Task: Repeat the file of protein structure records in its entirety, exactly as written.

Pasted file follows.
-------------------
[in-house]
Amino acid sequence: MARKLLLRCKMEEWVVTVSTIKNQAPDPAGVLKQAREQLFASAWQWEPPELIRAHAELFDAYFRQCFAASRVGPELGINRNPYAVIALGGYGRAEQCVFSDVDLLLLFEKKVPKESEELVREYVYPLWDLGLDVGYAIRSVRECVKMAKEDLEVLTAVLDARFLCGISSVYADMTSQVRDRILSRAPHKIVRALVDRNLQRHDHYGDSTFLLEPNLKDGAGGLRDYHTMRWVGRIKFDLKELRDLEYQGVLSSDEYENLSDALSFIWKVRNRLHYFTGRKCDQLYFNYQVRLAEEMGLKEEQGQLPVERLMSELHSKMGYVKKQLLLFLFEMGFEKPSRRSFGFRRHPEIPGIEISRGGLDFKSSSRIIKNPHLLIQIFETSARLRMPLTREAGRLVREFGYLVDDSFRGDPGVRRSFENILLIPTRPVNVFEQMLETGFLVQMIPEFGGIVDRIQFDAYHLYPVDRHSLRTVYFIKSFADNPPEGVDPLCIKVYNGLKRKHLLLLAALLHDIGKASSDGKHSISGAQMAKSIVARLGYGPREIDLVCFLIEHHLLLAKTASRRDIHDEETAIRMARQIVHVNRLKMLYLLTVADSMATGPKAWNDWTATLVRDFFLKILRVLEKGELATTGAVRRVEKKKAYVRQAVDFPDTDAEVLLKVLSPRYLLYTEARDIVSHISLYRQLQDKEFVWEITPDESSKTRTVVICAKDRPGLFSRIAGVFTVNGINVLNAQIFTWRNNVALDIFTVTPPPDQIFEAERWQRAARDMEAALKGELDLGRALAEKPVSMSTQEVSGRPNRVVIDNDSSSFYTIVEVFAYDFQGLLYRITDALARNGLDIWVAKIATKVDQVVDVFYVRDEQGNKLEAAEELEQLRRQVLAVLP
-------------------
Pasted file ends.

[in-house]
Amino acid sequence: MARKLLLRCKMEEWVVTVSTIKNQAPDPAGVLKQAREQLFASAWQWEPPELIRAHAELFDAYFRQCFAASRVGPELGINRNPYAVIALGGYGRAEQCVFSDVDLLLLFEKKVPKESEELVREYVYPLWDLGLDVGYAIRSVRECVKMAKEDLEVLTAVLDARFLCGISSVYADMTSQVRDRILSRAPHKIVRALVDRNLQRHDHYGDSTFLLEPNLKDGAGGLRDYHTMRWVGRIKFDLKELRDLEYQGVLSSDEYENLSDALSFIWKVRNRLHYFTGRKCDQLYFNYQVRLAEEMGLKEEQGQLPVERLMSELHSKMGYVKKQLLLFLFEMGFEKPSRRSFGFRRHPEIPGIEISRGGLDFKSSSRIIKNPHLLIQIFETSARLRMPLTREAGRLVREFGYLVDDSFRGDPGVRRSFENILLIPTRPVNVFEQMLETGFLVQMIPEFGGIVDRIQFDAYHLYPVDRHSLRTVYFIKSFADNPPEGVDPLCIKVYNGLKRKHLLLLAALLHDIGKASSDGKHSISGAQMAKSIVARLGYGPREIDLVCFLIEHHLLLAKTASRRDIHDEETAIRMARQIVHVNRLKMLYLLTVADSMATGPKAWNDWTATLVRDFFLKILRVLEKGELATTGAVRRVEKKKAYVRQAVDFPDTDAEVLLKVLSPRYLLYTEARDIVSHISLYRQLQDKEFVWEITPDESSKTRTVVICAKDRPGLFSRIAGVFTVNGINVLNAQIFTWRNNVALDIFTVTPPPDQIFEAERWQRAARDMEAALKGELDLGRALAEKPVSMSTQEVSGRPNRVVIDNDSSSFYTIVEVFAYDFQGLLYRITDALARNGLDIWVAKIATKVDQVVDVFYVRDEQGNKLEAAEELEQLRRQVLAVLP